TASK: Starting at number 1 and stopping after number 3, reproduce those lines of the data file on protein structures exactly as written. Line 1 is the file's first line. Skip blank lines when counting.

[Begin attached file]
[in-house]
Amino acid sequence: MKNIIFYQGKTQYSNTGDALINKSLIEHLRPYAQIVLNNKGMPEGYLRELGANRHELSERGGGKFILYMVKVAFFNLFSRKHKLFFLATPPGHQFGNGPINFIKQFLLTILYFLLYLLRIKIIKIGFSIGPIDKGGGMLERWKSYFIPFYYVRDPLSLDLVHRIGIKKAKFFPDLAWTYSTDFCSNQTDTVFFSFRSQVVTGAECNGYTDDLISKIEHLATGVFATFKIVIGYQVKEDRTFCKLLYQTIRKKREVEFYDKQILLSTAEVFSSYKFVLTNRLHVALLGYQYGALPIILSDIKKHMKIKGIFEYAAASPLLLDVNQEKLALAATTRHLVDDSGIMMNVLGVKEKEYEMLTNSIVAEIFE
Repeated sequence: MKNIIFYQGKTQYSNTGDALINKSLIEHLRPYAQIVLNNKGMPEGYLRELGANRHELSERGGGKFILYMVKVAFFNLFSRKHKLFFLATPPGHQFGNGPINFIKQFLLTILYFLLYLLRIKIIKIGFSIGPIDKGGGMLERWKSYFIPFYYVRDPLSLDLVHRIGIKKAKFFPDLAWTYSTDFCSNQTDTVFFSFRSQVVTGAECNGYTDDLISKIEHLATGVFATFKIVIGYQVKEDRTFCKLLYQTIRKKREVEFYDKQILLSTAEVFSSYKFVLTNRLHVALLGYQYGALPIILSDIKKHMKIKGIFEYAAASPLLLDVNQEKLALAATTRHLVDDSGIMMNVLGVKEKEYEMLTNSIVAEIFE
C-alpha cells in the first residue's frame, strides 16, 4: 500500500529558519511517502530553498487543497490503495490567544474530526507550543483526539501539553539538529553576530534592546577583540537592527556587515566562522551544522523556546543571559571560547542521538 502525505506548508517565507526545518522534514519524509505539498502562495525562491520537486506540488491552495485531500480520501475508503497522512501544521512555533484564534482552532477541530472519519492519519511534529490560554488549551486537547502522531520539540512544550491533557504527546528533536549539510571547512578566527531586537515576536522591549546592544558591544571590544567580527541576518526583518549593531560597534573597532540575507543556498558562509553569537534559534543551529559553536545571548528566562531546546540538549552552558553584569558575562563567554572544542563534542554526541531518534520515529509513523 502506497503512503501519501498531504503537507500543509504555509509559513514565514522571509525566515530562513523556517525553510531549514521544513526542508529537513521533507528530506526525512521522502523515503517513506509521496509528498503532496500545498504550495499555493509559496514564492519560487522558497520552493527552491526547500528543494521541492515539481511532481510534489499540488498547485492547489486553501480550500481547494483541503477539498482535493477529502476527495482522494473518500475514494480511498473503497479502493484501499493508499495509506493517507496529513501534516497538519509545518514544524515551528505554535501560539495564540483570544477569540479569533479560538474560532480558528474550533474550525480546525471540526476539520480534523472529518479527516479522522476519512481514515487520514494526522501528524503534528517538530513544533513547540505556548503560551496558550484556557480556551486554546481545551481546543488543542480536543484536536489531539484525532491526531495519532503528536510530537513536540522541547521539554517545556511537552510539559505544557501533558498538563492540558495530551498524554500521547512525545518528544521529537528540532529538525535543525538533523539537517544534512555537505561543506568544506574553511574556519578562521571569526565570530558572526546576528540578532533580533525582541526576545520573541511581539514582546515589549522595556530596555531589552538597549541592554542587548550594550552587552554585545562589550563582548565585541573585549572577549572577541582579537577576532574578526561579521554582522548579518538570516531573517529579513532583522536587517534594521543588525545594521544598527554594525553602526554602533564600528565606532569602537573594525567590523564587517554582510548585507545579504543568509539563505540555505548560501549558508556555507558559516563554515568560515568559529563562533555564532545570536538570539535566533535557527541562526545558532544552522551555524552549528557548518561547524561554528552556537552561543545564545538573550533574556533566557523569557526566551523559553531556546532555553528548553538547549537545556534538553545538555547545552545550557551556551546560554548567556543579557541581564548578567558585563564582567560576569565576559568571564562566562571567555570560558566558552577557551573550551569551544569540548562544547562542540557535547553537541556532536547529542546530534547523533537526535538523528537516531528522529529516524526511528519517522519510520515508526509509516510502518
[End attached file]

[in-house]
Amino acid sequence: MKNIIFYQGKTQYSNTGDALINKSLIEHLRPYAQIVLNNKGMPEGYLRELGANRHELSERGGGKFILYMVKVAFFNLFSRKHKLFFLATPPGHQFGNGPINFIKQFLLTILYFLLYLLRIKIIKIGFSIGPIDKGGGMLERWKSYFIPFYYVRDPLSLDLVHRIGIKKAKFFPDLAWTYSTDFCSNQTDTVFFSFRSQVVTGAECNGYTDDLISKIEHLATGVFATFKIVIGYQVKEDRTFCKLLYQTIRKKREVEFYDKQILLSTAEVFSSYKFVLTNRLHVALLGYQYGALPIILSDIKKHMKIKGIFEYAAASPLLLDVNQEKLALAATTRHLVDDSGIMMNVLGVKEKEYEMLTNSIVAEIFE
Repeated sequence: MKNIIFYQGKTQYSNTGDALINKSLIEHLRPYAQIVLNNKGMPEGYLRELGANRHELSERGGGKFILYMVKVAFFNLFSRKHKLFFLATPPGHQFGNGPINFIKQFLLTILYFLLYLLRIKIIKIGFSIGPIDKGGGMLERWKSYFIPFYYVRDPLSLDLVHRIGIKKAKFFPDLAWTYSTDFCSNQTDTVFFSFRSQVVTGAECNGYTDDLISKIEHLATGVFATFKIVIGYQVKEDRTFCKLLYQTIRKKREVEFYDKQILLSTAEVFSSYKFVLTNRLHVALLGYQYGALPIILSDIKKHMKIKGIFEYAAASPLLLDVNQEKLALAATTRHLVDDSGIMMNVLGVKEKEYEMLTNSIVAEIFE